Leslie Arthur Whaley, Petitioner-appellant, v. Oregon Board of Parole, Respondent-appellee, 83 F.3d 430 (9th Cir. 1996)

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U.S. Court of Appeals for the Ninth Circuit - 83 F.3d 430 (9th Cir. 1996) Argued and Submitted March 8, 1996. Decided April 25, 1996

Before: REINHARDT, KOZINSKI and FERNANDEZ, Circuit Judges.


Leslie Arthur Whaley, an Oregon state prisoner, appeals the district court's denial of his motion to reconsider the dismissal of his 28 U.S.C. § 2254 petition for a writ of habeas corpus. Whaley claims that the Oregon Board of Parole violated his constitutional rights when it denied him assistance at his parole hearing, conducted a parole hearing in his absence and miscalculated his sentencing matrix for his 1989 rape and kidnapping convictions. We affirm.1 


When a state parole statute creates an expectation of parole it also gives rise to a liberty interest that is protected by the Due Process Clause. Board of Pardons v. Allen, 482 U.S. 369, 373, 107 S. Ct. 2415, 2418, 96 L. Ed. 2d 303 (1987) (citing Greenholtz v. Inmates of Nebraska Penal & Correctional Complex, 442 U.S. 1, 11, 99 S. Ct. 2100, 2105, 60 L. Ed. 2d 668 (1979)). A state parole system satisfies the Due Process Clause if it affords an inmate " 'an opportunity to be heard, and when parole is denied it informs the inmate in what aspects he falls short of qualifying for parole.' " Jancsek v. Oregon Bd. of Parole, 833 F.2d 1389, 1390 (9th Cir. 1987) (quoting Greenholtz, 442 U.S. at 16, 99 S. Ct. at 2108). We have not decided whether Oregon's parole system creates a constitutionally protected liberty interest. See Jancsek, 833 F.2d at 1389-90; Pedro v. Oregon Parole Bd., 825 F.2d 1396, 1398-99 (9th Cir. 1987), cert. denied, 484 U.S. 1017, 105 S. Ct. 726, 98 L. Ed. 2d 675 (1988). However, assuming that Oregon's parole system does create a protected liberty interest, Whaley's due process rights were not violated by the Board's actions.

Oregon law allows an inmate to be accompanied and represented by a third party at a parole hearing pursuant to rules promulgated by the Board and the Department of Corrections. See Or.Rev.Stat. § 144.123. One such rule allowed the inmate to be accompanied by the person of his choice provided the person met the requirements for visiting. See Or.Admin.R. 255-30-025(2) (1987). On April 5, 1990, prior to Whaley's hearing, the Board adopted a new version of the rule that provided for representation by an assigned inmate representative. Or.Admin.R. 255-30-025(2). Whaley argues that the new version of the rule was not in effect at the time of his hearing, and that even if it was, he did not receive sufficient notice prior to his hearing. However, we need not decide whether the new rule was in effect at the time of Whaley's hearing.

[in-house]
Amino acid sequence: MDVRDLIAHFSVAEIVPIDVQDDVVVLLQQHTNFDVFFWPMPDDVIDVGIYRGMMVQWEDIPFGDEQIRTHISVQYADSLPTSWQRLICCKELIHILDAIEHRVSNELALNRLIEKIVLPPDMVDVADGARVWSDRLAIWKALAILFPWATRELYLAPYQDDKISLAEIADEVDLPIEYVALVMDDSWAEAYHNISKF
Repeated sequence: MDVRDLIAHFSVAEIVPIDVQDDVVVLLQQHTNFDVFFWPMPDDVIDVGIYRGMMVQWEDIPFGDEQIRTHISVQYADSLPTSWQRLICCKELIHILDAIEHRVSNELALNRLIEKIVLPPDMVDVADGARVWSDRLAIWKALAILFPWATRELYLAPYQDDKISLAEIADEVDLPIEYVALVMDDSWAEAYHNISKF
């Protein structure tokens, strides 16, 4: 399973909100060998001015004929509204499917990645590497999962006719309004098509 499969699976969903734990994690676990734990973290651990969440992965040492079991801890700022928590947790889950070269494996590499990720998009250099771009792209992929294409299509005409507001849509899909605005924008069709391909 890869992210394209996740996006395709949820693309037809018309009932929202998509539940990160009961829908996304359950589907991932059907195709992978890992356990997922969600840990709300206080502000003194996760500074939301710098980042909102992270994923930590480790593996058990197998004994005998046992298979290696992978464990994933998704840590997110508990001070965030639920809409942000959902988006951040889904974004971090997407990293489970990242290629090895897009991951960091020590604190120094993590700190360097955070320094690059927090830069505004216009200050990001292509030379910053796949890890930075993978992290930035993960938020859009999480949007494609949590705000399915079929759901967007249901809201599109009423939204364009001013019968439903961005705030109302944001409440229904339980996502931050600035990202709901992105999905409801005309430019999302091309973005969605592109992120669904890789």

Neither version of the rule created a protected liberty interest in having a particular accompanist. See Allen, 482 U.S. at 373, 107 S. Ct. at 2418; Greenholtz, 442 U.S. at 11, 99 S. Ct. at 2105. Even if Whaley thought that he had an unrestricted right to choose whomever he liked to accompany him, the Board's actions did not amount to a violation of due process. Whaley was notified of his parole hearing and that his selected accompanist would not be able to accompany him. He was also provided with an opportunity to be heard, and he could have obtained a continuance and selected a different person. Instead, he decided to let the hearing go forward in his absence. As the record demonstrates, although Whaley chose not to participate in his parole hearing, he was given the full opportunity to do so. Nothing more was required. See Greenholtz, 442 U.S. at 16, 99 S. Ct. at 2108; Jancsek, 833 F.2d at 1390; Pedro, 825 F.2d at 1399.

Pursuant to Oregon law, the trial court sets a minimum sentence to be served by the defendant. However, the actual sentence is set by the Board of Parole which may uphold or override the minimum sentence. Or.Admin.R. § 255-35-014. Although the applicable rule states that the Board shall make certain findings, the actual decision of whether to uphold the statutory minimum is left to the discretion of the Board. See Or.Admin.R. 255-35-014(1) (c). We need not, and do not, decide whether this procedure creates a liberty interest in having the Board uphold or override the court's minimum sentence. See Allen, 482 U.S. at 373, 107 S. Ct. at 2418; Greenholtz, 442 U.S. at 11, 99 S. Ct. at 2105. That is because our review indicates that the evidence before the Board justified its determination. There was evidence of a threat to use a weapon or to inflict serious bodily harm. See Superintendent v. Hill, 472 U.S. 445, 455, 105 S. Ct. 2768, 2774, 86 L. Ed. 2d 356 (1985); Nulph v. Faatz, 27 F.3d 451, 455-56 (9th Cir. 1994). Nothing more was required.



This disposition is not appropriate for publication and may not be cited to or by the courts of this circuit except as provided by 9th Cir.R. 36-3


Whaley filed an untimely motion for reconsideration, which, therefore, did not serve to toll the time for filing a notice of appeal. See Fed. R. App. P. 4(a) (4); cf. Tinsley v. Borg, 895 F.2d 520, 523 (9th Cir. 1990), cert. denied, 498 U.S. 1091, 111 S. Ct. 974, 112 L. Ed. 2d 1059 (1991) (timely motion for reconsideration tolls time for filing notice of appeal from dismissal of habeas petition). Thus, the notice of appeal filed May 25, 1995 served to appeal from the May 4, 1995 order denying the motion for reconsideration, but it cannot serve to appeal from the dismissal of the petition. We only have jurisdiction to review the district court's order denying the motion for reconsideration. See Pratt v. McCarthy, 850 F.2d 590, 591 (9th Cir. 1988), reh'g denied, 878 F.2d 331 (1989) (time limit to file notice of appeal is mandatory and jurisdictional)